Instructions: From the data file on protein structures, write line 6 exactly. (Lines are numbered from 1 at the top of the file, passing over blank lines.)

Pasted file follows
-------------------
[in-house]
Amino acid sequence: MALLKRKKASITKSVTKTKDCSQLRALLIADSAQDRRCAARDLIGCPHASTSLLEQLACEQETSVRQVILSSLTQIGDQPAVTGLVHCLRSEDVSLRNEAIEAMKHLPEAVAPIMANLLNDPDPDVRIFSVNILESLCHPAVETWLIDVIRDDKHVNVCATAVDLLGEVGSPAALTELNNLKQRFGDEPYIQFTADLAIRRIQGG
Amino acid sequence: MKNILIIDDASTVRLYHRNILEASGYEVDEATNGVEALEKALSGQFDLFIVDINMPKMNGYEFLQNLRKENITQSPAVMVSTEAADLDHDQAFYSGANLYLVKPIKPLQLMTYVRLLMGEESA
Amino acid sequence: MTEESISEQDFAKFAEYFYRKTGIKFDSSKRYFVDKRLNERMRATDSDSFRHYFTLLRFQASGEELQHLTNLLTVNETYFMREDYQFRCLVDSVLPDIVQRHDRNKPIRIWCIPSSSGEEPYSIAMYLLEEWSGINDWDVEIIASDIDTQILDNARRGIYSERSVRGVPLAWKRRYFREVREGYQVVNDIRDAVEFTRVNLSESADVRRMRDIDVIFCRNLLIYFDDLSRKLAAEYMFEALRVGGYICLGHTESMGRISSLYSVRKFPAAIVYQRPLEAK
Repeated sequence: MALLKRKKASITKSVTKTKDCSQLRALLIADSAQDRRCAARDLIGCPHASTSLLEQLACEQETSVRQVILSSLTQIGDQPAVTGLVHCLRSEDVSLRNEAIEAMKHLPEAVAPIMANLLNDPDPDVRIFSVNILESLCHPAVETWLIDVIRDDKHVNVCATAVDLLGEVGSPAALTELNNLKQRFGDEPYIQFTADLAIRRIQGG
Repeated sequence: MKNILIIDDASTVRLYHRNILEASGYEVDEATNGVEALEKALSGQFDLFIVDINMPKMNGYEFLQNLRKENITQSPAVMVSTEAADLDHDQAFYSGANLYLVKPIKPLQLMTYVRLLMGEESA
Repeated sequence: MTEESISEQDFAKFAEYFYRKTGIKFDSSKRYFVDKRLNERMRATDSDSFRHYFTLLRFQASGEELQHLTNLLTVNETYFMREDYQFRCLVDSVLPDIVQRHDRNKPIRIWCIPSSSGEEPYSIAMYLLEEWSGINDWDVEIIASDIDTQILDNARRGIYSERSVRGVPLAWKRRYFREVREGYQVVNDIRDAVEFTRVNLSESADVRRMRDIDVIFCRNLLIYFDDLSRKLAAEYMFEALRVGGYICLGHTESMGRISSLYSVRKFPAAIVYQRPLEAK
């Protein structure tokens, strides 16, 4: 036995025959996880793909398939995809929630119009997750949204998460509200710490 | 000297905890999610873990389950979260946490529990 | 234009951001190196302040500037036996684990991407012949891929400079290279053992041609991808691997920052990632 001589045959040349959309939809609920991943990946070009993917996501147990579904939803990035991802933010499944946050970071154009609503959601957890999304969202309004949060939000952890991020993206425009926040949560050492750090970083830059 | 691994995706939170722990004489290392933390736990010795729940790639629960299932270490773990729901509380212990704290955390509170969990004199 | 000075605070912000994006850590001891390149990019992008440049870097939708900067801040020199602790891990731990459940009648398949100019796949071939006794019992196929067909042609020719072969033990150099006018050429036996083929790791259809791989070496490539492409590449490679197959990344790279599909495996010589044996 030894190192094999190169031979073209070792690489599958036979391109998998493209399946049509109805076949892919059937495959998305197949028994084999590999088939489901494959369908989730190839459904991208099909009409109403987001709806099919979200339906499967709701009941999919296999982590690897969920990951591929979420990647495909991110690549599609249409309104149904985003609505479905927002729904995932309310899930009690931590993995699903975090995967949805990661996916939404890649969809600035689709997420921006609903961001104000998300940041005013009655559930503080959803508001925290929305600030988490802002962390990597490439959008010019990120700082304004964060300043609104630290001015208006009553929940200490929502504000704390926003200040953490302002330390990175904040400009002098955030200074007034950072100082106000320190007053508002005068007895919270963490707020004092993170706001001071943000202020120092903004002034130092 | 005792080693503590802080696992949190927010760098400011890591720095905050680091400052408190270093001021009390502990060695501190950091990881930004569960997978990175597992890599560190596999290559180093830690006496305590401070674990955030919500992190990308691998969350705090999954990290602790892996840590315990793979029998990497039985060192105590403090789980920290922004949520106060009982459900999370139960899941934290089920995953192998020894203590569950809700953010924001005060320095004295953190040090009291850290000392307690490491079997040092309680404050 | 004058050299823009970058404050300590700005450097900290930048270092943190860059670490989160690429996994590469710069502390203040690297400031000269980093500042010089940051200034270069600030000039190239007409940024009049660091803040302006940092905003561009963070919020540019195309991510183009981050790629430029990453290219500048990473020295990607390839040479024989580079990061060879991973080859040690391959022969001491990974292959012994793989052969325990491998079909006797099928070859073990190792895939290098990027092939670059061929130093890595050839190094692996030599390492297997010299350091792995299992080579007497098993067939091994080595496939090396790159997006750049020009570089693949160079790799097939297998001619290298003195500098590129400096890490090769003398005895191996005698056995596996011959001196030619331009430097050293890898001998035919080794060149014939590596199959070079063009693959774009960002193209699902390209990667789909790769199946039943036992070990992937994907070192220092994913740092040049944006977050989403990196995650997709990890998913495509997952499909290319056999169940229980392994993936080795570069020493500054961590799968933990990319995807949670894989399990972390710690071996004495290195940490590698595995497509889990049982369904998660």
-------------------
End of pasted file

Repeated sequence: MKNILIIDDASTVRLYHRNILEASGYEVDEATNGVEALEKALSGQFDLFIVDINMPKMNGYEFLQNLRKENITQSPAVMVSTEAADLDHDQAFYSGANLYLVKPIKPLQLMTYVRLLMGEESA